Probing the control of fate and function in the blood forming system

Probing the control of fate and function in the blood forming system

Project details

Continual production of blood cells throughout life is critical to our health and this is the responsibility of the hematopoietic stem cell (HSC). A practical understanding of how different classes of blood cells, including HSCs, are produced and how their activities are regulated is highly sought-after. This knowledge is critical to efforts in regenerative medicine.

We use advanced imaging (3D and 4D quantitative imaging), gene expression analysis (population and single-cell levels), and genetic manipulation technologies (CRISPR/Cas9 genome editing) with the goal of understanding how lineage fate and function is instructed during early life.

Projects available to promising PhD candidates:

  • Understanding the molecular control of blood progenitor/stem cell formation
  • Understanding the environmental and molecular mechanisms of pre-natal platelet production
  • Exploring technological applications for developmental hematopoiesis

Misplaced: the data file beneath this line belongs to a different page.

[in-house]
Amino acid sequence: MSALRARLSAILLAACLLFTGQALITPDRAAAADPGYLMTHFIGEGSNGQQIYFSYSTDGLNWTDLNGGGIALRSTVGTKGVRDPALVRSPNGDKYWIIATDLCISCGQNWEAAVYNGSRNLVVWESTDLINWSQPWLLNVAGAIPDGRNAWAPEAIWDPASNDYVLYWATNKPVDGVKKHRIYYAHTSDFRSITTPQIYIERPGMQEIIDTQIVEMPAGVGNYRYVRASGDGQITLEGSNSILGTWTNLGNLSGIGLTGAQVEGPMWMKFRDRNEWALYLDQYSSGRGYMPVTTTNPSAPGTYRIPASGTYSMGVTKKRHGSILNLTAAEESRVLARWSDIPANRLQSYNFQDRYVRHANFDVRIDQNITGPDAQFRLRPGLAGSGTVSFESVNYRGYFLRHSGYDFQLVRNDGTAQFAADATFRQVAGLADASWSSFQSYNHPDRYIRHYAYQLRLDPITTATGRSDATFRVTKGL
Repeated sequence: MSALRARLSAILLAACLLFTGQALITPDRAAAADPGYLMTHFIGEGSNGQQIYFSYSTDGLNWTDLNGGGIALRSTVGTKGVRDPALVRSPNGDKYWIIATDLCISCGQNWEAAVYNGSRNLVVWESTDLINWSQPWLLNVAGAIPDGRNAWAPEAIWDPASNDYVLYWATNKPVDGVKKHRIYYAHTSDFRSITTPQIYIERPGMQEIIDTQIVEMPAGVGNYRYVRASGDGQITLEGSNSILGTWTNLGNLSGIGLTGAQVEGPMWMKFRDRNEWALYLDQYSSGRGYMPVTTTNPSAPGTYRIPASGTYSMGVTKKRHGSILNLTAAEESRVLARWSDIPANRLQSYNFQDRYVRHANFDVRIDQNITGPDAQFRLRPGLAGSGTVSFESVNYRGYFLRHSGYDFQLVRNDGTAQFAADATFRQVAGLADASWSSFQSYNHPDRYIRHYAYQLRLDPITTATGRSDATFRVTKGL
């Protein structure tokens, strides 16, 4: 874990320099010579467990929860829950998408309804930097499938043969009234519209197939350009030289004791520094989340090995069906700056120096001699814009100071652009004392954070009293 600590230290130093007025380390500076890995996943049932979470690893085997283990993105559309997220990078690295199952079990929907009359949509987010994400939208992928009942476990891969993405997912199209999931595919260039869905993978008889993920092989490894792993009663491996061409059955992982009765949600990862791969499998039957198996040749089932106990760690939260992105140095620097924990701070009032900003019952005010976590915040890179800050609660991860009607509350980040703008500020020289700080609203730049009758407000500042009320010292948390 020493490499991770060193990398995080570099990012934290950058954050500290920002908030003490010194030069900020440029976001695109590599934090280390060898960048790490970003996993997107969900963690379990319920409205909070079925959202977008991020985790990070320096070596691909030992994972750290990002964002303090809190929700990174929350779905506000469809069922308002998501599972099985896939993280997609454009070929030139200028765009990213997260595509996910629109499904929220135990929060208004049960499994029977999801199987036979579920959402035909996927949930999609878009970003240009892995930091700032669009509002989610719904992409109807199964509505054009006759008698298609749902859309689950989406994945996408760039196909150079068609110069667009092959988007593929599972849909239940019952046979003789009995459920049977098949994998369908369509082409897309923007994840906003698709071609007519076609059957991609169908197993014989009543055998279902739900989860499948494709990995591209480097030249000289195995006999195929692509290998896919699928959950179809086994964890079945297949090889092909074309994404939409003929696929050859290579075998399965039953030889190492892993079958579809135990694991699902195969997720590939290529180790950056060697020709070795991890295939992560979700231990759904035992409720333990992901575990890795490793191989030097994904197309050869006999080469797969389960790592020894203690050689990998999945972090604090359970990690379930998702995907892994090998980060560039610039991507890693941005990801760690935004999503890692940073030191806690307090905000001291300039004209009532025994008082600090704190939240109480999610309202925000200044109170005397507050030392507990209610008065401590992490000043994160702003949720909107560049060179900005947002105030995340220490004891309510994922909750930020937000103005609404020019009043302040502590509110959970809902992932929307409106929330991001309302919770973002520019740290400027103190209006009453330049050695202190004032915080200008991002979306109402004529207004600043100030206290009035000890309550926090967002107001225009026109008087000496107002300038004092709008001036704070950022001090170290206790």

About our research group

Our laboratory investigates how blood cell fate and function is controlled during life, and how these processes can be manipulated to enhance medical treatments. Within the disciplines of developmental and cellular biology, we use cutting edge technologies to investigate how the complex interactions between environment, genes and signalling pathways converge to instruct the first lineage fate decisions.

The Taoudi laboratory consists of one postdoctoral researcher, a Masters student, an Honours student, and a research assistant. Students will be trained in the fundamentals of basic research and the application of new technologies, take an active part in academic discourse, and guided towards intellectual independence.

 

 

Microscopy images
Using advanced 3D imaging technologies we are for the first time able to look into the intact organism (main image) to explore the early blood forming system. Inset, and indicated by arrows, are some of the first functional blood cells produced during early life.

 

Researchers:

Dr Samir Taoudi

Dr Samir Taoudi
Dr
Samir
Taoudi
Laboratory Head

Project Type: